As the largest population age group in the country and perhaps the most studied generation of all time, millennials and their purchasing habits have been closely watched by corporate America, academia, and government alike. Much of this focus has been on the generation’s housing preferences. As they have matured, millennials have shown more reluctance to enter the housing market than previous generations. However, a close examination of recent home purchases indicates that this may be changing.
The housing market nationwide finished 2017 strong. Existing home sales and median home values ended higher in December than the year’s average as a whole. Additionally, the country’s homeownership rate ticked up to 64.2% from 63.7% one year prior. The majority of this gain was driven by millennials, the oldest of whom are now in their mid-to-late thirties. Millennials accounted for 42% of all home sales in 2017. The homeownership rate for households headed by an individual 35 or younger rose to 36% last year from 34.7% in 2016.
These numbers eschew the assumptions that have long been made about this cohort. Given their historic student loan debt, tendency to put off marriage, penchant for urban living, and less-than-optimistic job outlook following the great recession, millennials were assumed to want to avoid this large financial commitment. However, some polls show that homeownership (and marriage) is something that a majority of younger renters aspire to. Perhaps we are now beginning to see these preferences manifest themselves as older millennials begin family creation, rents relative to home prices increase, and general economic conditions improve.
Demand for apartments is at 25 year high and inner-city rents have increased significantly compared to incomes, altering the trade-offs of renting vs. buying. For example, median asking prices for existing homes in the U.S. currently sit around $247,000. A mortgage payment for this home, assuming a 20% down payment and 4.5% interest, would be just over $1,000. Meanwhile, the median asking rent for one-bedroom apartments is $1,243.
Access to credit is also an important part of this equation. According to Experian’s 2017 State of Credit Report, millennial Vantage credit scores averaged just 638 (661-780 is considered Prime, 781-850 is Super Prime). Some economists pose, however, that an evolution to more sophisticated, algorithmic lending standards is bringing some millennials to the market that would have previously been denied mortgages or favorable rates on mortgages. Perhaps most importantly, though, is younger potential buyers perceiving a more stable economic future. Unemployment is holding around 4.1%, GDP growth remains steady, and consumer sentiment is high. These are all things that correlate highly with homebuying.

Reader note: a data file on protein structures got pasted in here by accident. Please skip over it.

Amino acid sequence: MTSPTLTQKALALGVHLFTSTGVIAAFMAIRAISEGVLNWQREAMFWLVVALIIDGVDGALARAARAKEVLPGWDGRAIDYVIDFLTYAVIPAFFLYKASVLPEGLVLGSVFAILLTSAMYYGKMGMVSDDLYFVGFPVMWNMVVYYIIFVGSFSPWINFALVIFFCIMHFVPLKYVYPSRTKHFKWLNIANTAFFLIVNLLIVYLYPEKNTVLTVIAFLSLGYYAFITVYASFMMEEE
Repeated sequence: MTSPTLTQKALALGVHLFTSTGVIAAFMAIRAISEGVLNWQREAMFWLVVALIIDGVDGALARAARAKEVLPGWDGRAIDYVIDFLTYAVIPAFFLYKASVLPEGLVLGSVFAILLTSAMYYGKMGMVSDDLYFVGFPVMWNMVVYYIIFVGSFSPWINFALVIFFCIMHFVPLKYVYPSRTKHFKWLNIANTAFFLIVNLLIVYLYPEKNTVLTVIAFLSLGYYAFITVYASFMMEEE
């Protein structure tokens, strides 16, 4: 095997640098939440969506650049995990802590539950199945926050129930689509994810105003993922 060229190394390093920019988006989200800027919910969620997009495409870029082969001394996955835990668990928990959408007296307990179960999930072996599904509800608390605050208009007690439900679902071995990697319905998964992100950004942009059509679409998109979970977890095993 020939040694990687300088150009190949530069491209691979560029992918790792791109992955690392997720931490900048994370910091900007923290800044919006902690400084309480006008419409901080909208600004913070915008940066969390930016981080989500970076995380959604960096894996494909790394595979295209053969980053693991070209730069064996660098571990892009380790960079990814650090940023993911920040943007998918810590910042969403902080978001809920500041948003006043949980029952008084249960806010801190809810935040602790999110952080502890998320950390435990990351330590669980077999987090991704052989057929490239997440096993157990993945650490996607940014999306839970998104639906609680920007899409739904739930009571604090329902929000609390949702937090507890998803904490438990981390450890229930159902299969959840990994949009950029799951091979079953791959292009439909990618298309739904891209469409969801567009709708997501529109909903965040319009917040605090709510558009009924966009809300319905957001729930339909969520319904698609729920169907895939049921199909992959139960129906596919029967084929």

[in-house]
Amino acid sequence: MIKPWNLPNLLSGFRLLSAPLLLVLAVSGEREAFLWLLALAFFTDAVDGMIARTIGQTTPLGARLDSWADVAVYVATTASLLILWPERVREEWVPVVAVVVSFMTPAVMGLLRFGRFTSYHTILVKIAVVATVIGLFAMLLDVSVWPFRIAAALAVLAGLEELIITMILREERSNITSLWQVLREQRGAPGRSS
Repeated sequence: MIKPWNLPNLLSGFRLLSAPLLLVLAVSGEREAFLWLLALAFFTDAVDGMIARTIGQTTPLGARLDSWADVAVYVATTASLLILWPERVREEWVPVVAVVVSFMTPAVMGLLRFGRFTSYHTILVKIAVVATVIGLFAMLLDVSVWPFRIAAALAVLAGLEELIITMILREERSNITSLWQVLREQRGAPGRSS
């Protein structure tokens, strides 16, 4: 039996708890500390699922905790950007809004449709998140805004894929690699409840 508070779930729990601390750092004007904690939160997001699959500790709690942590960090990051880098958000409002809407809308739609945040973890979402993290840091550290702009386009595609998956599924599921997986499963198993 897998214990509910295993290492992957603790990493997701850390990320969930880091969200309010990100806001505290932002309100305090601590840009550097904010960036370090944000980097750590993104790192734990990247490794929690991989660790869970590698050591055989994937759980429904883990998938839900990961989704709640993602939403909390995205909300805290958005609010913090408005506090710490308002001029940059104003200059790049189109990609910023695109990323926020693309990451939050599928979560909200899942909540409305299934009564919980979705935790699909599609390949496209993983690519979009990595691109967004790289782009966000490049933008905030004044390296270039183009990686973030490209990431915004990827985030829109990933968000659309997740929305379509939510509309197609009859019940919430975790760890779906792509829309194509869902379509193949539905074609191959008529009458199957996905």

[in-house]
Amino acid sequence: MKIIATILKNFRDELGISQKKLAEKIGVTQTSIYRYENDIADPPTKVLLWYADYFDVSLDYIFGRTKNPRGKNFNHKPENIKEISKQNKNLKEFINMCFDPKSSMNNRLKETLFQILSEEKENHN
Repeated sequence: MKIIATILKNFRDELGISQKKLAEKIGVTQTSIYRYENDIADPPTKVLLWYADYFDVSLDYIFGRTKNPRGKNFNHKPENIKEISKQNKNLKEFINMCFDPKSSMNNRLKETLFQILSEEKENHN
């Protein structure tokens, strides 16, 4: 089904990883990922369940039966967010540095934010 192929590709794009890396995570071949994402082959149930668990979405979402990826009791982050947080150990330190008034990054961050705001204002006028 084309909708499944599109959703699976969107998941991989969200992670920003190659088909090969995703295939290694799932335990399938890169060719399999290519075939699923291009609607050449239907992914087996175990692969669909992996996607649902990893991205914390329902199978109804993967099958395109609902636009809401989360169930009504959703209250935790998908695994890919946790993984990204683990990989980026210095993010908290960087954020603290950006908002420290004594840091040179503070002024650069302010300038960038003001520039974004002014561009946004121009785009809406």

Obviously, a few data points do not make a long-term trend. Homeownership among all age groups still sits at historic lows, and certain financial fundamentals- wages, income stability, savings for down payments- among younger Americans will have to change before they can begin moving toward homeownership en masse. Additionally, the recent tax overhaul doubled the standard deduction, making it less likely for potential homeowners of lower-priced and mid-priced homes to decide to buy to take advantage of itemizing mortgage interest on their income taxes.
There is also a supply issue that must be considered. The majority of new home construction in the last decade has been larger luxury product with price points out of reach for most first-time homebuyers. Rising land, labor and construction costs have made it less feasible for homebuilders to build cheaper entry-level homes. The median size of new single-family homes in the third quarter of 2017 was 2,378 square feet (compared 1,525 square feet in 1973) and the average sales price by the end of the year was just under $400,000. Some think the new lower corporate tax rates could help mitigate some of the supply restriction. It’s possible that the 21% rate could give some homebuilders sufficient cushion in their margins to justify building more large-tract, mid-priced and lower-priced housing communities, particularly in relocation magnets like Dallas, Atlanta, Utah, and Arizona with their plentiful land, jobs and lower costs of living. But for now, this is purely speculative.
The narrative of millennial housing preferences so far has been dominated by headlines suggesting their affinity for urban rental living. We can see, however, that many younger Americans envision themselves as future owners. The fundamentals of a well-situated potential homebuyer- low debt-to-income ratios, confidence in job prospects, spouses and children- have been slow to develop, though. As the economy continues to strengthen and this generation continues to age, we will see how they move beyond the barriers and lifestyle tastes that have shaped their housing decisions thus far.